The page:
We applaud the dozens of people who took to Main Street and wound around to the Civic Center complex Wednesday morning to protest the recent bloodshed our city has seen.
There have been four homicides since Sunday — a stunning amount for a city our size.
But what is the answer to ending violence? The harsh truth is that there is no simple answer.
Just look at Chicago, where homicides measure in the hundreds each year. It’s a war zone on too many streets in that city. And, so far, they have had no solution.
Is the answer more police? Is it better community involvement in dealing with youths, steering them away from the streets? Is it prayer?
We say a combination of all of the above would be a good start, but it won’t prevent a growing sentiment among many in our society that a life isn’t worth much at all. Far too many folks would be all too happy to pick up a gun and shoot someone in cold blood just for “doing them wrong.”
There is something greater at work here — a kind of mind warp that halts many peoples’ consciences from guiding them through right and wrong. But, once again, what is the root cause?
What about gun control? Our government can pass all the laws it wants to on gun control, but how are we going to get the guns that are on the streets now off?
And the majority of the guns that are used in homicides are stolen or imported from Mexico, funneled to California or Texas, then brought into Arkansas, according to some law enforcement sources we have spoken with.
How do you stop that from happening? There are already laws in place that are supposed to stop gun trafficking, but they aren’t working.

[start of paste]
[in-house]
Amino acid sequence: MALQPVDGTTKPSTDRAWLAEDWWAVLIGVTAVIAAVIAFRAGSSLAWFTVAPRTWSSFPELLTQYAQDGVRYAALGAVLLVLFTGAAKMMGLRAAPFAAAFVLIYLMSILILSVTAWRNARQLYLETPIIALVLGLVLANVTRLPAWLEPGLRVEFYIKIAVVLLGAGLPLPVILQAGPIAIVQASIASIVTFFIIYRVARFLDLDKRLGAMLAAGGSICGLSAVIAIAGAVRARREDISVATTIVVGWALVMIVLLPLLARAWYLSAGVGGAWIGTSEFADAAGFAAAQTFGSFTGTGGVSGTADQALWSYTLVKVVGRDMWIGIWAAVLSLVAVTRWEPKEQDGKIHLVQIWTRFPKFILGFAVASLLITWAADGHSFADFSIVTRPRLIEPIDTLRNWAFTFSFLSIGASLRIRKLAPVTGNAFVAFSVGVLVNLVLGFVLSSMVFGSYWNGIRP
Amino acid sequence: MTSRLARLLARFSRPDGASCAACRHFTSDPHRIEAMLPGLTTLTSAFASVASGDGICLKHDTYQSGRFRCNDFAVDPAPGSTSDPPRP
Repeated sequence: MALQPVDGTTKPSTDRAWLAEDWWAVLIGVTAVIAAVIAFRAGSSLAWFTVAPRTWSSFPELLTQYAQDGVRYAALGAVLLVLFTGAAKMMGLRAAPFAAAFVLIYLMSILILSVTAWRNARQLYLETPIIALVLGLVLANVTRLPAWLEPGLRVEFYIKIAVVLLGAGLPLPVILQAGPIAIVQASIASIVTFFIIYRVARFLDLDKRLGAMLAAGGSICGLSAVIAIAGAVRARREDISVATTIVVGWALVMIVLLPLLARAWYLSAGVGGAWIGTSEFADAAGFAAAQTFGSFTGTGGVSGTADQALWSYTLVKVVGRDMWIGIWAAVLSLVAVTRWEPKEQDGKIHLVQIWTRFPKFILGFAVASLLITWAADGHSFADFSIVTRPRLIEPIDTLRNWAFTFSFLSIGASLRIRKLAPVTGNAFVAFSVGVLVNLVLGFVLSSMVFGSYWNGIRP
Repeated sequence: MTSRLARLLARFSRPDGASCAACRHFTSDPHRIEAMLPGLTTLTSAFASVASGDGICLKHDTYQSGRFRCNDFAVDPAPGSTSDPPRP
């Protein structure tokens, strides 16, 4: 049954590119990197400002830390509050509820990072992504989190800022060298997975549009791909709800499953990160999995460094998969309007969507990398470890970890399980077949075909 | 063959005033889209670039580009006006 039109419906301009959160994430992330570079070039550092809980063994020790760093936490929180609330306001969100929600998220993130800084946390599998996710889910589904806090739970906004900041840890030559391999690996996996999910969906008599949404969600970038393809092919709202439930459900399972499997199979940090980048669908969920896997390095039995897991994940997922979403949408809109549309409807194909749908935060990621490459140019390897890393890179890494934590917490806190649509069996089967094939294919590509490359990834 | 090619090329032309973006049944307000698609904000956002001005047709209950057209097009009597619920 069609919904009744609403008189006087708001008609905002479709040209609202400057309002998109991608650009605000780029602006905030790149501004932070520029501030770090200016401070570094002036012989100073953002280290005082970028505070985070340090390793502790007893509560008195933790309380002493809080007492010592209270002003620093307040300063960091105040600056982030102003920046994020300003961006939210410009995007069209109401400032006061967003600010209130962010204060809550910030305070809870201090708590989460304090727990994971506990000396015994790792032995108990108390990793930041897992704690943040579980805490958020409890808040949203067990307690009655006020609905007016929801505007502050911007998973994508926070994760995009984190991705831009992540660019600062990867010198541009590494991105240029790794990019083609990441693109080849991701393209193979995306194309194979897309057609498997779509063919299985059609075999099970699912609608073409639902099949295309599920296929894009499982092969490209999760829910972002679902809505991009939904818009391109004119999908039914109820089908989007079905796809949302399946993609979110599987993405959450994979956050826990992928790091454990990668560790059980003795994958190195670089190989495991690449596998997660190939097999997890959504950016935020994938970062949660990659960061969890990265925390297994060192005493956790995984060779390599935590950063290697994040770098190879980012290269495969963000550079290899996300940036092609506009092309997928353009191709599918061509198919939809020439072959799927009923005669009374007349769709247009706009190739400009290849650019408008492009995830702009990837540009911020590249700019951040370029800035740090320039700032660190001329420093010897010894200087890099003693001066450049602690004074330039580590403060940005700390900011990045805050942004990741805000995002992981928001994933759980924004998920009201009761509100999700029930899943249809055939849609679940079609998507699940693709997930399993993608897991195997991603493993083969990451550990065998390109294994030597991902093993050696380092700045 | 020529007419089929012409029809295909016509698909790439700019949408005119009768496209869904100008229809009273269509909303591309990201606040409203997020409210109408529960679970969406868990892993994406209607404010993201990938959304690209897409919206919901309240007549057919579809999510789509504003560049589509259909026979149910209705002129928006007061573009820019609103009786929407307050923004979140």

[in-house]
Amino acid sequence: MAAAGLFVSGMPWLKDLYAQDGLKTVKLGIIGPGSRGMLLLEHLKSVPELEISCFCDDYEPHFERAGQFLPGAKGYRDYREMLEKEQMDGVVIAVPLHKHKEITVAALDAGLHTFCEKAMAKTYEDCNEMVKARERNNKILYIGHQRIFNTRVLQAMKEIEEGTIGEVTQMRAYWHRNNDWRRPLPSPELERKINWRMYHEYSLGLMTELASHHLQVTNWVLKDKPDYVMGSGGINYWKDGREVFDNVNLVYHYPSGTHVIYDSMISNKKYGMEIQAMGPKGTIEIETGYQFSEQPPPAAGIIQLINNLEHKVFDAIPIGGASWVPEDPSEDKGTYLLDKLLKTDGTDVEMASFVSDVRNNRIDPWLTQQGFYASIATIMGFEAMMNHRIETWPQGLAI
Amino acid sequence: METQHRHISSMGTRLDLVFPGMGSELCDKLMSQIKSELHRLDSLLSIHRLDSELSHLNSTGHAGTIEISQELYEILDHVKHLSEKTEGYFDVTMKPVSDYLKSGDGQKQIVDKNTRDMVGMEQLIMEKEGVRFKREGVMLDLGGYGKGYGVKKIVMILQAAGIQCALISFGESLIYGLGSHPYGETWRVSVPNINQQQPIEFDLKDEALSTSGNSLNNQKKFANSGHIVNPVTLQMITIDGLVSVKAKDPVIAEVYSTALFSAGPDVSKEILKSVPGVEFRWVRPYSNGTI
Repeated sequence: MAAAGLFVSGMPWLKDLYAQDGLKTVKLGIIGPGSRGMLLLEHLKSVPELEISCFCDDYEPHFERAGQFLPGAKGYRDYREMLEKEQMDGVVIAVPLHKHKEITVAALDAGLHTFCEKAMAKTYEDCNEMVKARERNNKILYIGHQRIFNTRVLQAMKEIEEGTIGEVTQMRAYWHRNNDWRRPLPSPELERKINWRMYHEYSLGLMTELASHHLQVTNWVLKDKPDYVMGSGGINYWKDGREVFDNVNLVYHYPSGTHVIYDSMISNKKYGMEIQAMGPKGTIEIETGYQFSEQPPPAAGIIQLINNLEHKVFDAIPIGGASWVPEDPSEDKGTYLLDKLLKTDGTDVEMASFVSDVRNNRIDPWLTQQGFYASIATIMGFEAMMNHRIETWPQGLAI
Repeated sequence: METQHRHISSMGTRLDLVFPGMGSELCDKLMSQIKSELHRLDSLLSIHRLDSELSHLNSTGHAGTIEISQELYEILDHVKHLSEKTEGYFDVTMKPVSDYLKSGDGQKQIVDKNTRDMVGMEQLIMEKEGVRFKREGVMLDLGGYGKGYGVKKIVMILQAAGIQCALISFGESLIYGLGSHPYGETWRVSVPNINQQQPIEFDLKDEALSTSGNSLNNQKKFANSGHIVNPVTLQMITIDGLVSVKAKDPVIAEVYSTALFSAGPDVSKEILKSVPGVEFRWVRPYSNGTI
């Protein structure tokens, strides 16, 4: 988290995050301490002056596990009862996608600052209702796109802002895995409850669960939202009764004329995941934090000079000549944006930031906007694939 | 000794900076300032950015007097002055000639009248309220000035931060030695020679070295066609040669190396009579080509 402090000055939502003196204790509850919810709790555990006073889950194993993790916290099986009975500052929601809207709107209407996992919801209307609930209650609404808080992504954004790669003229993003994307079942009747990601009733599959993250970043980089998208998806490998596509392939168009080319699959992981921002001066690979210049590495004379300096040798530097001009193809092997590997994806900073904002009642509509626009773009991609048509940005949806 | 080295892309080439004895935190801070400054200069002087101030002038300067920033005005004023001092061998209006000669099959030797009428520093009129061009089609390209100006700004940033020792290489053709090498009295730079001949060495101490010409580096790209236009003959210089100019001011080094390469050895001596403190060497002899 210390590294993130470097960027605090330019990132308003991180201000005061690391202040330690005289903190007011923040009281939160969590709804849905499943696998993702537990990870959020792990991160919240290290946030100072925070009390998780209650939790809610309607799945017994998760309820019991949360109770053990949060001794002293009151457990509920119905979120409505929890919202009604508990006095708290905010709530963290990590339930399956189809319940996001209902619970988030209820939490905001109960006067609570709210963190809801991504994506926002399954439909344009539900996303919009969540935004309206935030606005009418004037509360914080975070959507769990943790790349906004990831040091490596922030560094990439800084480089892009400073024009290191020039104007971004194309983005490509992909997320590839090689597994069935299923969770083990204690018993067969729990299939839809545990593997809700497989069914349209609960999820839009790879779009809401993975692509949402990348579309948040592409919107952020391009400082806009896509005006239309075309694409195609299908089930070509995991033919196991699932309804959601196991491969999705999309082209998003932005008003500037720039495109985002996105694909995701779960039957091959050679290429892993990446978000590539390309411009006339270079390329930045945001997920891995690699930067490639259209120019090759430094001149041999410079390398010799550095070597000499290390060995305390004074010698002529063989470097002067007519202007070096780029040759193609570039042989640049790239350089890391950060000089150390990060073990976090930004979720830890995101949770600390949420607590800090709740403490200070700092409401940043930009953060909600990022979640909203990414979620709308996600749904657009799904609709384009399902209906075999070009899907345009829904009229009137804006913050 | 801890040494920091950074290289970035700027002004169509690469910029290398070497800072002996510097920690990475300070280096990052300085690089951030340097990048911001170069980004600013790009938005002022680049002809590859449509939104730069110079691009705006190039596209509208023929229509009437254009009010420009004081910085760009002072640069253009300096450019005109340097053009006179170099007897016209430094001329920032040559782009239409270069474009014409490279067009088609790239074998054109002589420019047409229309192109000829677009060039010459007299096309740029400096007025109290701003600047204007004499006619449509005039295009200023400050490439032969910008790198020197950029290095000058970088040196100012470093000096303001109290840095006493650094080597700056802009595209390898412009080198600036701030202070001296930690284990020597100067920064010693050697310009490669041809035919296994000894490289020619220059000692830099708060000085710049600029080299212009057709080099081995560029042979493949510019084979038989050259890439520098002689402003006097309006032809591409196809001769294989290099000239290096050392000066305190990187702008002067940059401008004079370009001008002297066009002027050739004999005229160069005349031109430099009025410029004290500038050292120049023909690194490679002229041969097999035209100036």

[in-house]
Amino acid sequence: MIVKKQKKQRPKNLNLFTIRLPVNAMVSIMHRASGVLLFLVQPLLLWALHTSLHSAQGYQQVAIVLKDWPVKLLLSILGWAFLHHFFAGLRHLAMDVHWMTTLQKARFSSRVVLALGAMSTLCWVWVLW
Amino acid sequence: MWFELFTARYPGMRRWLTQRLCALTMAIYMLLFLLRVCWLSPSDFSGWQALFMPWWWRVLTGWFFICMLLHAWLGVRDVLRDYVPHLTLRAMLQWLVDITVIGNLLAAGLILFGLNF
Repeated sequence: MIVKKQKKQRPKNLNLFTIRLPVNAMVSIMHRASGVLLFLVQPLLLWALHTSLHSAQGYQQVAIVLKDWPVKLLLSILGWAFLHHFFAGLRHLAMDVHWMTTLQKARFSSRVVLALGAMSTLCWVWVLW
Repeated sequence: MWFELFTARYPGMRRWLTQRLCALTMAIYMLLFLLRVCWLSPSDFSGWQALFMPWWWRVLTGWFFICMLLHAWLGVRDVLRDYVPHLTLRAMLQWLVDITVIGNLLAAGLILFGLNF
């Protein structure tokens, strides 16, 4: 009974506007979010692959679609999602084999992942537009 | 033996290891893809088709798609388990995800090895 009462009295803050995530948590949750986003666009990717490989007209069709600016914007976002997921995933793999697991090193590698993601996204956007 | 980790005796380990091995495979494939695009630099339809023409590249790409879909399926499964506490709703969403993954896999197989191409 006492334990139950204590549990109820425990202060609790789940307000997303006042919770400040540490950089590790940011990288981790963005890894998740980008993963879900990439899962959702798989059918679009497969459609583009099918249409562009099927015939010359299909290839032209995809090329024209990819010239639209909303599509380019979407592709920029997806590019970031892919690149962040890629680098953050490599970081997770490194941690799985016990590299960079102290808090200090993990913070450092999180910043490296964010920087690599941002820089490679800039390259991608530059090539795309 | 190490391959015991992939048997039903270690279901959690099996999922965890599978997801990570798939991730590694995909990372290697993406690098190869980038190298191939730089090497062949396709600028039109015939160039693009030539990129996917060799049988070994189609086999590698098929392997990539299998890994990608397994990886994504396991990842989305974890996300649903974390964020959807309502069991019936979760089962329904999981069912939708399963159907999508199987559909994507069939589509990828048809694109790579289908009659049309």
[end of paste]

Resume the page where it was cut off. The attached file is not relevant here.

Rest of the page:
So what do we do, Pine Bluff?
As we have written before, our best hope for a successful, crime-reduced future is to try and reach kids before they turn to the dark side. Kids without upstanding parents are especially vulnerable because they have no role models to show them how to act like men.
If you know a young person, try to mentor them as best you can. Take up time with them and show them that a life of crime is a terrible waste. Teach them that all lives matter. Most important of all, teach them that their lives matters. Teach them to have pride in their community and to respect other people. Teach them good manners and that drugs are bad.
Drive them up and down the streets of our city and tell them how things used to be and that things can be that way again. We can have neighborhoods filled with pride instead of garbage. We can have success again. Teach these kids that they can be a part of that — that they are the key to that.
Open your arms, Pine Bluff, and embrace our youths.